By Dedra Cordle
As the executive director of Summer Jam West, Patti Von Niessen scarcely had the time to take a moment and enjoy the non-profit organization’s largest undertaking.
On the day of its annual music and arts festival, she could either be found picking up litter at the park in the early morning hours, escorting vendors to their reserved location and helping to set up their displays or hopping in the ‘Grape Escape’ in order to pick up last minute goods.
Then, as the crowd would filter in at Westgate Park for a day of relaxing fun, she could be found welcoming attendees, complimenting children with newly-painted faces, taking pictures of all the activities and attending to any issues as they would arise.
Afterwards, she could be found helping vendors take down their displays, cleaning up litter and lamenting the fact that she didn’t get a chance to peruse the work from local artists or really listen to that band playing some good tunes.
“There was never any time for that,” she said. “There would be lots of little fires that would spring up and need to be put out.”
When the festival rolls around next year, however, Von Niessen will not be found running around the park grounds and attending to any problems that come with this massive undertaking. Instead, she will be found looking through the artwork, sitting in the grass enjoying the music or joining her husband and old friends in a family friendly activity.
“It will be different but very nice to experience,” she said.
Earlier this month, and in conjunction with her and her husband’s retirement, Von Niessen announced that she will be stepping down as the executive director of the non-profit organization she founded.
“I am sad to be leaving but I know that I am leaving it as a healthy organization that is in good hands,” she said. “I believe that change is good and you have to have fresh blood to bring in new ideas. The last thing you want is for something you love to become stale.”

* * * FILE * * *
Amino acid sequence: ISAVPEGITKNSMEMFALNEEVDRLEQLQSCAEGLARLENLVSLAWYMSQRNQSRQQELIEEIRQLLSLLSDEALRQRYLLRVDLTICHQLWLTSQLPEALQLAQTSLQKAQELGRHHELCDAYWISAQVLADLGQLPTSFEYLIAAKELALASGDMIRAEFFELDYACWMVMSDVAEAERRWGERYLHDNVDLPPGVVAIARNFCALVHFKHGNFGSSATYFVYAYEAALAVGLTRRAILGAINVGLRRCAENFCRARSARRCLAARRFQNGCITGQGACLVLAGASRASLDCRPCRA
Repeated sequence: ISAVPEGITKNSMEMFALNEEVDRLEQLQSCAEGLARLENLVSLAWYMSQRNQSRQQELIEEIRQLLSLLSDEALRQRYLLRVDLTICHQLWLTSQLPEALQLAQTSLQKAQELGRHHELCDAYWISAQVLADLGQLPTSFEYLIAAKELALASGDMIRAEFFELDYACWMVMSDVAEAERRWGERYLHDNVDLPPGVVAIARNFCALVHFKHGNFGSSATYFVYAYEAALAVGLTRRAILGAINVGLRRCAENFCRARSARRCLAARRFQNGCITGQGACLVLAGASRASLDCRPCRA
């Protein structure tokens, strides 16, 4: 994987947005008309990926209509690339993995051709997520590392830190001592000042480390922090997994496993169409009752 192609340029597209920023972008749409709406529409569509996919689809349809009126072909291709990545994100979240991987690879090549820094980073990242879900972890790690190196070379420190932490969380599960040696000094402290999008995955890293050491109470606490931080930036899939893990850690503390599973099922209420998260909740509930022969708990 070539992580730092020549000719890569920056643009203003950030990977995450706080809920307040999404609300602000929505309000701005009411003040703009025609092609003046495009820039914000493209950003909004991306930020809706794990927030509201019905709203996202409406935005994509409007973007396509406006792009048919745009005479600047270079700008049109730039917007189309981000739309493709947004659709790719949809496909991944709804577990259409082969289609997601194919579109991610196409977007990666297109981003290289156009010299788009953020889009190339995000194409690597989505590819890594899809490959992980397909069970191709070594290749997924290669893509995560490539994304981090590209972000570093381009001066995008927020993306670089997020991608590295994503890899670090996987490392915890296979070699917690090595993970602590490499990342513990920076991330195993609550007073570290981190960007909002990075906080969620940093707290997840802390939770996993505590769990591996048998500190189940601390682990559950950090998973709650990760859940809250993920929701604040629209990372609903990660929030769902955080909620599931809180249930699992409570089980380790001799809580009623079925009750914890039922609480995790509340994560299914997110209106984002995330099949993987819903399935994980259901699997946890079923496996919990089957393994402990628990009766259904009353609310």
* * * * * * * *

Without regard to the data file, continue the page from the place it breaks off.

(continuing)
As someone who is passionate about music and the arts, Von Niessen said she was inspired to create an organization that brings public and permanent displays of art to the community she fell in love with.
“When I moved to the Hilltop with my husband in 2009, there were not any festivals or public art installations to enjoy in the immediate area,” said the native of British Columbia.
“Then when we went to the music festival at Goodale Park, an idea started forming in my brain.”
Having no knowledge of the steps necessary to form a non-profit, let alone how to write a funding request for it, she decided to just “go for it” and see what happened.
“I had very low expectations for this little grassroots organization,” she said with a laugh. “I just crossed my fingers and hoped for the best.”
With the help of area businesses, friends and volunteers, the first annual music and arts festival was held in 2014.
“I think we had about 800 people show up, and that was if you crossed your eyes and saw double,” she joked.
But with persistence and the sharing of her vision, more businesses started to invest in the organization and more public interest started to sprout up.
In the seven years since its establishment, SJW has commissioned four major art murals (the latest, ‘Color Your World Green,’ was publicly unveiled on June 25), two major art sculptures and five art panels. The attendance at the festival has grown too: Last year, more than 6,000 guests came through the park to experience the music and arts festival.
This year was expected to draw an even larger crowd, but it was cancelled due to public health concerns.
Von Niessen said it feels bittersweet to say goodbye to the organization she founded and the community she adores, but is confident those left in charge will continue to expand upon her vision of adding public and permanent art to the Hilltop.
“Most of the people on the (SJW) board have been here since the beginning,” she said. “I know they are just as committed to fulfilling the organization’s mission.”
Westside resident Danny Peterson was recently named the president of SWJ. He has been with the organization for five years and said he has learned much under Von Niessen’s tutelage.
“She is very dedicated,” he said. “She has and has had such a vision and it’s been inspiring to see someone so focused on getting results for the betterment of a community.”
Without Von Niessen, Peterson said the board will have to split more duties in order to be able to pull off the festival and related major artwork each year.
“She put in hundreds of thousands of hours to get everything organized and ready for the community,” he said. “You really can’t replace someone like her.”
However, Peterson said he and the board are up for the challenge.
“We will continue to build upon the legacy that Patti has left,” he said.
He added that though the festival was cancelled this year, the 2021 festival will be all the more special.
“We were saddened and dismayed to have to cancel the festival this year because we wanted it to be a nice sendoff for Patti,” Peterson said. “But that has given us a lot of motivation so that we can put on a stronger festival in 2021.”